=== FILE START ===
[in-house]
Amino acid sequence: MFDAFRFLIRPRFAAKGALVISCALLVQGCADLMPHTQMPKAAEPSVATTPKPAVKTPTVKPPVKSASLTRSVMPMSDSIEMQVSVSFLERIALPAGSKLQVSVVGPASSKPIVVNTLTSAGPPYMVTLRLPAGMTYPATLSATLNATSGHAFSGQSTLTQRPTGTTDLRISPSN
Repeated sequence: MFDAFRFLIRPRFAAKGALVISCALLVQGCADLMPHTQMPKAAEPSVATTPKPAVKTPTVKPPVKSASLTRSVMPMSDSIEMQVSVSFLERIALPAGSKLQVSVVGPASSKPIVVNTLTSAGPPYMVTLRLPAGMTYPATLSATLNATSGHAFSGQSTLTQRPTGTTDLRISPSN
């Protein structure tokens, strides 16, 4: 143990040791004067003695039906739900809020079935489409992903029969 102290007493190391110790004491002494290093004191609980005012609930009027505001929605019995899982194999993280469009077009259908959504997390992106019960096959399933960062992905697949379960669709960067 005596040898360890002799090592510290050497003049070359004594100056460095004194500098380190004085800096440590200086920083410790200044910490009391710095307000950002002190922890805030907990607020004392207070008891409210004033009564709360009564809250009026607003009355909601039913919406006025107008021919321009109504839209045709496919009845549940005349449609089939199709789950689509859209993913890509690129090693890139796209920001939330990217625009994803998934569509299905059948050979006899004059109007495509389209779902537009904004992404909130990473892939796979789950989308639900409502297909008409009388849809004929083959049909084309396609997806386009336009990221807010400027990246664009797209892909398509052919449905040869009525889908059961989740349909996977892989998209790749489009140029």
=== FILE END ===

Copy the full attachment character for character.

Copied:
[in-house]
Amino acid sequence: MFDAFRFLIRPRFAAKGALVISCALLVQGCADLMPHTQMPKAAEPSVATTPKPAVKTPTVKPPVKSASLTRSVMPMSDSIEMQVSVSFLERIALPAGSKLQVSVVGPASSKPIVVNTLTSAGPPYMVTLRLPAGMTYPATLSATLNATSGHAFSGQSTLTQRPTGTTDLRISPSN
Repeated sequence: MFDAFRFLIRPRFAAKGALVISCALLVQGCADLMPHTQMPKAAEPSVATTPKPAVKTPTVKPPVKSASLTRSVMPMSDSIEMQVSVSFLERIALPAGSKLQVSVVGPASSKPIVVNTLTSAGPPYMVTLRLPAGMTYPATLSATLNATSGHAFSGQSTLTQRPTGTTDLRISPSN
């Protein structure tokens, strides 16, 4: 143990040791004067003695039906739900809020079935489409992903029969 102290007493190391110790004491002494290093004191609980005012609930009027505001929605019995899982194999993280469009077009259908959504997390992106019960096959399933960062992905697949379960669709960067 005596040898360890002799090592510290050497003049070359004594100056460095004194500098380190004085800096440590200086920083410790200044910490009391710095307000950002002190922890805030907990607020004392207070008891409210004033009564709360009564809250009026607003009355909601039913919406006025107008021919321009109504839209045709496919009845549940005349449609089939199709789950689509859209993913890509690129090693890139796209920001939330990217625009994803998934569509299905059948050979006899004059109007495509389209779902537009904004992404909130990473892939796979789950989308639900409502297909008409009388849809004929083959049909084309396609997806386009336009990221807010400027990246664009797209892909398509052919449905040869009525889908059961989740349909996977892989998209790749489009140029």